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centrifuge, bacterial cells


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#1 sxh999

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Posted 03 May 2011 - 01:17 PM

Hi everyone,

I wanna store my bacterial cells before extracting DNA, so I usually centrifuge 1.5 mL sample at 10,000 rcf for 10 minutes to concentrate the cells.
Unfortunately, I was told that 10,000 rcf was too high and that would damage the cells.

Could anybody who has this kind of experience please tell me the truth or some information? I could not find anything information about that.

Thank you everybody.

#2 phage434

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Posted 03 May 2011 - 06:32 PM

I don't think 10,000 x g will harm bacterial cells. I'd be more concerned about osmotic stress from changes in the culture medium and freeze/thaw in the absence of cryoprotectants.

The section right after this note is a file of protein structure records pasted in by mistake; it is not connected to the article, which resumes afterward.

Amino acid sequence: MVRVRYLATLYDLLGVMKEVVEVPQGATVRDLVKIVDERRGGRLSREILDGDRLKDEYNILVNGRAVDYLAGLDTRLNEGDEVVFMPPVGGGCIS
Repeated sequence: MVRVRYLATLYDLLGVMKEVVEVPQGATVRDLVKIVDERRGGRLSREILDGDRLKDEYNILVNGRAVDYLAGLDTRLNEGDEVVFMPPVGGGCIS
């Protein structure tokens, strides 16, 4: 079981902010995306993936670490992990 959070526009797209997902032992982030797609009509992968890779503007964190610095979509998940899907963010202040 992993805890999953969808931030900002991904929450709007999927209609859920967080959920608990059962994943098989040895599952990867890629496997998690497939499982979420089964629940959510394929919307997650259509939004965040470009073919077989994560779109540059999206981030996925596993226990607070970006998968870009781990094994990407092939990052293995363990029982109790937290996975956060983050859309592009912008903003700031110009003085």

#3 sxh999

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Posted 04 May 2011 - 09:54 AM

I don't think 10,000 x g will harm bacterial cells. I'd be more concerned about osmotic stress from changes in the culture medium and freeze/thaw in the absence of cryoprotectants.


Thank you so much.

I usually centrifuge the samples at 4 degrees and 10,000 rcf for 10 minutes, then discard the supernatant. There should be pellets on the bottom of the centrifuge tubes. Then store the tubes with pellets in -80 degrees for 2-3 days prior to extract DNA.

When start extracting DNA, take the tubes out and put them in ice box, then follow the DNA extraction protocol.

Do you mean that the 10,000 rcf centrifuge force won't tear the bacterial cells but the significant temperature changes will impact the cells?

Thank you again.

#4 phage434

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Posted 04 May 2011 - 12:46 PM

You're planning on lysing them after thawing them in any case. The thaw will help.

#5 sxh999

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Posted 16 May 2011 - 03:19 PM

You're planning on lysing them after thawing them in any case. The thaw will help.


Thank you for your help.

I think so. When it thaws, the cells lyse, then it would be beneficial for DNA extraction later. However, when the cell density is very low, after 2-3days storage in -80 degrees, it is really hard to extract DNA from that sample, I don't know why. :rolleyes:

Thanks again.




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